Sometimes your chips go cold when you’re in the damsel in distress business.
The end of the week. I’ve had a month of it, but I’ve only been blogging since the start of the week. What to tell you, what to delight and enthral. The moonlit knight perhaps.
I fear moonlit nights. They are cold, and the mornings colder. I have one side of the van insulated now, but I seem to remember heat rises up and not to the left side of my van. But where does cold come from, the left? The top? The bottom? Thankfully the moonlit nights, while rather stunning, have taken a break, the moon sits above a thick pall and I sleep, cosily: deeply. Until the next day.
Someone took my pink marking pen this week. It is gone. My happy marking colour, now sadly lost. It is a sign of the times. Hard times. Govian times. He wanted a legacy and this is it. Poorly funded schools, overworked teachers and academy reputations in tatters. Not that you should know. Not that our trusty media outlets have any interest in the bowels of the education sector.
I remember the days when I strode through the class with two different colours in my pockets (sometimes three). Black, blue and green. My learning objective boldly displayed at the start of the lesson because that’s the way Ofsted like(ed) it, not 27 minutes into an outstanding organic furore of learning. No, the beginning. Leave no surprises. No revelation. Discovery. Development.
Now I must hide my board pens, all one colour of them. I put them in Gollum’s hidey-hole (I have nick-named it so). We don’t have the good black, only the black that dries up in an instant like a vampire in the dawn light.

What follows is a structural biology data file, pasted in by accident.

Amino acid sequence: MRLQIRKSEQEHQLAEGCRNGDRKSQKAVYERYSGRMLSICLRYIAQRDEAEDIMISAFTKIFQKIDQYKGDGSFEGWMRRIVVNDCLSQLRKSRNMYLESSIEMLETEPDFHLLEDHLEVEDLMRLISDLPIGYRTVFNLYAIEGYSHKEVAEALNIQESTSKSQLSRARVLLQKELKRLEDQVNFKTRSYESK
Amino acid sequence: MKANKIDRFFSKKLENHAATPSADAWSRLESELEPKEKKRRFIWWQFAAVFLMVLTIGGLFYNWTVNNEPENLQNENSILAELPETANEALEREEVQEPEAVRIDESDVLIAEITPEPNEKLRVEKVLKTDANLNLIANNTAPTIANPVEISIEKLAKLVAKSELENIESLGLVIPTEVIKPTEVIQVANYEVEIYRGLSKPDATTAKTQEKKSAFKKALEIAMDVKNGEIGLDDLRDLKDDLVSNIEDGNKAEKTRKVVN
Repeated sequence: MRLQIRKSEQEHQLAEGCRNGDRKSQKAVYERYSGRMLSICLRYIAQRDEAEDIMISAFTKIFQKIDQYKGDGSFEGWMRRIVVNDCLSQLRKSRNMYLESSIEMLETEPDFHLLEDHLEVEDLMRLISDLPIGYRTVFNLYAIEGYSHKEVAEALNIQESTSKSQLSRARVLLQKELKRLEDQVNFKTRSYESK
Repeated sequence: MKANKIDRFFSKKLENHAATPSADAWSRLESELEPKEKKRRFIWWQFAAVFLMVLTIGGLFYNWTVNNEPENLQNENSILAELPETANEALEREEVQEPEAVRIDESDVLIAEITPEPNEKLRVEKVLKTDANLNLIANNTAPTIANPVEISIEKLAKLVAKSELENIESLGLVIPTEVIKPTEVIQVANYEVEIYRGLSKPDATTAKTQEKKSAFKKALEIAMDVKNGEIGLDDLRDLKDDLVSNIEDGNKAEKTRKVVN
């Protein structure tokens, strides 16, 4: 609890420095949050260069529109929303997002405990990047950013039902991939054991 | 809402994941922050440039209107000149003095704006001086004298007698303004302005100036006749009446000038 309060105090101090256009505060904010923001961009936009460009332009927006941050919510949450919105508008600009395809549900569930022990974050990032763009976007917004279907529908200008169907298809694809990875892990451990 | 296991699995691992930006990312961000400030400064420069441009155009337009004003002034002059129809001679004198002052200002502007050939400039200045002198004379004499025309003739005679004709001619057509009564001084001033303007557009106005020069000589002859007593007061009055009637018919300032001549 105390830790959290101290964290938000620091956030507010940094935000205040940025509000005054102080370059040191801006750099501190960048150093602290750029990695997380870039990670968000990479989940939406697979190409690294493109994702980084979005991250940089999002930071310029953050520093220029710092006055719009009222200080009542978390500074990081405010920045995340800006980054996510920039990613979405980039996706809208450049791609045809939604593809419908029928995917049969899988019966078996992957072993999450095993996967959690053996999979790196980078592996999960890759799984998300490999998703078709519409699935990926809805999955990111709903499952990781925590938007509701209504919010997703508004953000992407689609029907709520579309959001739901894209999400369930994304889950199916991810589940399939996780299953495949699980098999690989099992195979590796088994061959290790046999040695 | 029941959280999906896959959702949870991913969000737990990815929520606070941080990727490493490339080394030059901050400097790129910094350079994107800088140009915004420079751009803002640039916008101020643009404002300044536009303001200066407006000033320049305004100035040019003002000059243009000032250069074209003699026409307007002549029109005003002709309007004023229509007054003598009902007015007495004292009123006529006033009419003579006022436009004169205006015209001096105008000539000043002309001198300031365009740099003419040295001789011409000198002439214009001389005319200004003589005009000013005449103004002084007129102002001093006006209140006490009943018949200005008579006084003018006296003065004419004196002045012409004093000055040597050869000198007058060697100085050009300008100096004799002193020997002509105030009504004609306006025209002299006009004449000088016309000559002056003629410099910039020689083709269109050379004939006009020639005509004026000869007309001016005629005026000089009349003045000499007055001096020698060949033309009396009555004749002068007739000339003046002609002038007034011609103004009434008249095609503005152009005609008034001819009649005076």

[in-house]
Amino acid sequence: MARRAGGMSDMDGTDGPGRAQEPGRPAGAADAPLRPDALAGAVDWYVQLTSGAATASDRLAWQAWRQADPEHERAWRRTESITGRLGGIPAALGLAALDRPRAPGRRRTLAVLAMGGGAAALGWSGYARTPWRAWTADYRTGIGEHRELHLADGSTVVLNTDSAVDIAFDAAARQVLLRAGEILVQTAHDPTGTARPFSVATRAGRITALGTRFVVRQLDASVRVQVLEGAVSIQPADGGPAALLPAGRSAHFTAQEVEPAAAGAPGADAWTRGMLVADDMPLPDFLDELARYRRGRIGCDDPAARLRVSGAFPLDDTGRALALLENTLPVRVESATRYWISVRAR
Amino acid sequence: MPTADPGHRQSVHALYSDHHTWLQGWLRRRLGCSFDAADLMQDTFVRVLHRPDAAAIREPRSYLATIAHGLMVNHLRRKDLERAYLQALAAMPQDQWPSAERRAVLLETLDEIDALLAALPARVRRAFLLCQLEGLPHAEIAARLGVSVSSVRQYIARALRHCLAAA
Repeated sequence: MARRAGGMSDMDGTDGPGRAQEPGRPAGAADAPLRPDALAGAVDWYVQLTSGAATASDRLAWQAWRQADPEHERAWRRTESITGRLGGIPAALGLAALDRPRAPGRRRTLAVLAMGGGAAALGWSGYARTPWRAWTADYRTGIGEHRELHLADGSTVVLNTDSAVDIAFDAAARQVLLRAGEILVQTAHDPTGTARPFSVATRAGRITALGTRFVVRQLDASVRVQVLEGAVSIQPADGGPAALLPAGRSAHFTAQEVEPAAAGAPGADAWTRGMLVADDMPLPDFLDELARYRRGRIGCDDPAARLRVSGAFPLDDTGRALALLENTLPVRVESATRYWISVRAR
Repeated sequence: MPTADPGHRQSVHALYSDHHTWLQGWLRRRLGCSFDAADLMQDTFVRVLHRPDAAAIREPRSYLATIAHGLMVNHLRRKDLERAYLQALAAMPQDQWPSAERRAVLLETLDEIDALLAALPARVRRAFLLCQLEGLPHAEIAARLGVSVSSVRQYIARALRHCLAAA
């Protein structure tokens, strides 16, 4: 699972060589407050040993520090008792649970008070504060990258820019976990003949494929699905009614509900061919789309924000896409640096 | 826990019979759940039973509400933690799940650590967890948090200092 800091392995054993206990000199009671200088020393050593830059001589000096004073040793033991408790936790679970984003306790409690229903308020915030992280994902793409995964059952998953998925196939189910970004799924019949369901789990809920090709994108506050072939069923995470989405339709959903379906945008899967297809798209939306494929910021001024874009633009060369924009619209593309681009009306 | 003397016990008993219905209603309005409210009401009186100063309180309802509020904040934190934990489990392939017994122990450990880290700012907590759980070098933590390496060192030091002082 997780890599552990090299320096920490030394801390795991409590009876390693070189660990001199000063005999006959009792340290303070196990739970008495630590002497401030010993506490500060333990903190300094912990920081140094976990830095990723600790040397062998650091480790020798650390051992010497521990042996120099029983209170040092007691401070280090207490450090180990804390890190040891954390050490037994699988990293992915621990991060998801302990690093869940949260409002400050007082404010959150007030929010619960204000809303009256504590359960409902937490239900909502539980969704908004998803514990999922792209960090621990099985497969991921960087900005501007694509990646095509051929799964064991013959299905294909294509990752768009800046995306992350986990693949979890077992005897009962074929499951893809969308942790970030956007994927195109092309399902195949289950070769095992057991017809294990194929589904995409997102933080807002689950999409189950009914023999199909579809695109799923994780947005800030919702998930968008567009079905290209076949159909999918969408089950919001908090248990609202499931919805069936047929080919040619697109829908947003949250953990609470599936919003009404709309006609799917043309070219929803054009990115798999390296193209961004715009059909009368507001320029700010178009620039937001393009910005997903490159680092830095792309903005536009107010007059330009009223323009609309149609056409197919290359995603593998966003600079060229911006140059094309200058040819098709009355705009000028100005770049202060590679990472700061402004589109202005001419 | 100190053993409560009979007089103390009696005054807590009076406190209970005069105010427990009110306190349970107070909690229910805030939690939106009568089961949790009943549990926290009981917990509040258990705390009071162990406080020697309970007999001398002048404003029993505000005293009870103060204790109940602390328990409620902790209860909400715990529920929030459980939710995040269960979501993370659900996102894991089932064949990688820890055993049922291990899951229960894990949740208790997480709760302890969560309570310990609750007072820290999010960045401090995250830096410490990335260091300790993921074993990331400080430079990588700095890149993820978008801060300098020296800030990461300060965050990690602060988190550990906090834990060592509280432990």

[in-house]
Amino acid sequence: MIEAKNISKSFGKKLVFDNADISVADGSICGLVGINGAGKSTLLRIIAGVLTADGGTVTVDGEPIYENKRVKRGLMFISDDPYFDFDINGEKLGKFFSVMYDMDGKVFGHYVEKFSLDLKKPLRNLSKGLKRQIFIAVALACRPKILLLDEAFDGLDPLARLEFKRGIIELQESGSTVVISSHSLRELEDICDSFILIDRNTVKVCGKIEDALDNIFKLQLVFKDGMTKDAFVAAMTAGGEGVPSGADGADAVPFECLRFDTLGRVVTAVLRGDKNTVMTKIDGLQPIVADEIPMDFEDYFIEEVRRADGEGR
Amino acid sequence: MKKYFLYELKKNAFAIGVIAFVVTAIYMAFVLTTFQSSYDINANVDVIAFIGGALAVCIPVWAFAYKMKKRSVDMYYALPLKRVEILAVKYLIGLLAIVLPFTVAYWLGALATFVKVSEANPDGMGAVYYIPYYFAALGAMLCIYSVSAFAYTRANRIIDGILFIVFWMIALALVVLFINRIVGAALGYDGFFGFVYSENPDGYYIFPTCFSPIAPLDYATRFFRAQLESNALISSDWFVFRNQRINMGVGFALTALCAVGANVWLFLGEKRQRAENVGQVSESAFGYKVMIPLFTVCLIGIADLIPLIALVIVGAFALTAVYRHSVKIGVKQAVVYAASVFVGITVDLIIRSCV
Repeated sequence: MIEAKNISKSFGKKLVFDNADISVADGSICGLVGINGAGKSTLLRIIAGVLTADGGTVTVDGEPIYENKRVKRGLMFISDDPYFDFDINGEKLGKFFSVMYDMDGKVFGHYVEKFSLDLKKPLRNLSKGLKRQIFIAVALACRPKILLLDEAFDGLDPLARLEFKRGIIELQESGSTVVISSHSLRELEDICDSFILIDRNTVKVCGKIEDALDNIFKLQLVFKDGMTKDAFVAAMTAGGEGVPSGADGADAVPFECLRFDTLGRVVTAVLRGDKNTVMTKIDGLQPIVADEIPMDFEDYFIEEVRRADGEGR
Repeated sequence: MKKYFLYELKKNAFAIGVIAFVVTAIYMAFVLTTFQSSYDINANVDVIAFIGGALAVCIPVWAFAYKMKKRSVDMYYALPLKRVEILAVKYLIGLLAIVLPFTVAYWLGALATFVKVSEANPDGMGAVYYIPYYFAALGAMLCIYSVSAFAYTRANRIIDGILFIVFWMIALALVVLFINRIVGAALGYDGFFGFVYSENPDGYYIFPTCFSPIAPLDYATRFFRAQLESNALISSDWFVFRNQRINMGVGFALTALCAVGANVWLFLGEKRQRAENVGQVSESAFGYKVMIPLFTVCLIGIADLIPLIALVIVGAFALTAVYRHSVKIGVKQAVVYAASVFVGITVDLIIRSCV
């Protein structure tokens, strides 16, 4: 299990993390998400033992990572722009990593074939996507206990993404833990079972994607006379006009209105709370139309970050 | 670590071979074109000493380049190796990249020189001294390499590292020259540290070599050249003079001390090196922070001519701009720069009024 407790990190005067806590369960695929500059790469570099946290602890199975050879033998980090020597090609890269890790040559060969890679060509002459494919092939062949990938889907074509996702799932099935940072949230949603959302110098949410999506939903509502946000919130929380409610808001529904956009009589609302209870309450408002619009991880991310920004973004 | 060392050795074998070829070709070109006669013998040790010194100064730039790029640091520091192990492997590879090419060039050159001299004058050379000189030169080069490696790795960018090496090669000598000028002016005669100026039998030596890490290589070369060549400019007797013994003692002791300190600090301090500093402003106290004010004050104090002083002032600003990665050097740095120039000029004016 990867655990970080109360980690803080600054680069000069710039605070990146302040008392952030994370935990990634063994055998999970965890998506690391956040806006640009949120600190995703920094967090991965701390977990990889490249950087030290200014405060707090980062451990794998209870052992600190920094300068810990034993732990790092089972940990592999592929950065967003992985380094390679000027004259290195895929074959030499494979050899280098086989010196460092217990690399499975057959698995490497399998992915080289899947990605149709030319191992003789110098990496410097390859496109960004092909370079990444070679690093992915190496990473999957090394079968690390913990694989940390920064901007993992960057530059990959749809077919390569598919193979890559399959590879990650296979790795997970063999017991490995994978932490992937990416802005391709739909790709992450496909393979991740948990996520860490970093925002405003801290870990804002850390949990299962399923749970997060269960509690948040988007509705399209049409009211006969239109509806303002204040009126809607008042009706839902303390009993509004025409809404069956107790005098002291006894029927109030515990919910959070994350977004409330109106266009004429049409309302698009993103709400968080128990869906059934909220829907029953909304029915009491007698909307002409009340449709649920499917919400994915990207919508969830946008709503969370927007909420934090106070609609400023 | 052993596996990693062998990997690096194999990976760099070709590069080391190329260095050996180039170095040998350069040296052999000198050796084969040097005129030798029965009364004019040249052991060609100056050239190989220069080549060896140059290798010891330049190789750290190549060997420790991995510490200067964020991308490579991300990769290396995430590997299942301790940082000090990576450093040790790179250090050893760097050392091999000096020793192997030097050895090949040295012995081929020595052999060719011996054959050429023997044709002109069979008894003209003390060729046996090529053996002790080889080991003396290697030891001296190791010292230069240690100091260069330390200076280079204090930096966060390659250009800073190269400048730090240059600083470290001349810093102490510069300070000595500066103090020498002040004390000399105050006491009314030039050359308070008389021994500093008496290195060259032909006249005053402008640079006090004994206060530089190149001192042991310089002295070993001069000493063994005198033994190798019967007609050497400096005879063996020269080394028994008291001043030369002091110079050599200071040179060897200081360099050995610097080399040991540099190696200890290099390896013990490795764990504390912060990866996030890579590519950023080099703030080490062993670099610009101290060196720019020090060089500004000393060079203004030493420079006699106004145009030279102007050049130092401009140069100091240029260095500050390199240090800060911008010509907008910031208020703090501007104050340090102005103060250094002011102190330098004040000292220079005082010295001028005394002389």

But now I must also hide my pink pens. The early onset of cannibalism. Teachers in a Odyssean drama, gnawing at the bones of the fallen.
I must also stream-line my streamlined copying. Monday morning’s friendly plea:
“Our budget is being bled dry by over copying!”
As an English teacher I appreciated the emotive and visceral use of “bled” and this is where we are. Bleeding. You may infer ‘dying’. Teaching is the haemophiliac in a room of sharpened knives held by teenagers, jumping maniacally to the fartlings of Simon Cowell’s familiars.
But tonight I think not of this for I am a Moonlit Knight. I have completed the day’s battles and return to my tin beast, driving into the darkening night towards my shadowed space of rest. I pull up and the routine begins:
- Lower driver’s windows.
- Wedge blackouts in place, but before I do, this night, I must reach for the bottle of Tizer-coloured liquid that must be poured from my driver’s window. An offering to this green glade. (It is not Tizer).
Out of the darkness a voice:
“Shit.” Think I. But thankfully it’s Tizer. “It’s only Tizer mate.”
He steps into the light and onto the fresh pool at the ground below my driver’s door. This is the morning’s brew so there is no steamy mist to give it away.
I’m going to be asked to leave. I’ll have to go to pitch number two. The chips from the shop are going cold. Who is this man in the dark?
“Hi. Yes. You alright mate?” I venture.
Thankfully he is in a dilemma. I can stay. His camper-van has broken down and he can’t get it going. He asks after the particulars of my charger’s pedigree. It is just what he needs. I drive round. Align our beast’s hearts and jump.
Nothing. Jump. Nothing. Jump…
Twenty minutes later, my chips soggy and cold, but a sense of purpose sustaining me; a Divinity in the fall of a sparrow as much as my choice of hideaway, Ezra shakes my hand and Angel leans out of the window to tell me there are good things in my future over the sound of our engines in the dark.
He disappears into the night on his way back to Glastonbury and I settle in, happily, to cold chips and my most recent Netflix download.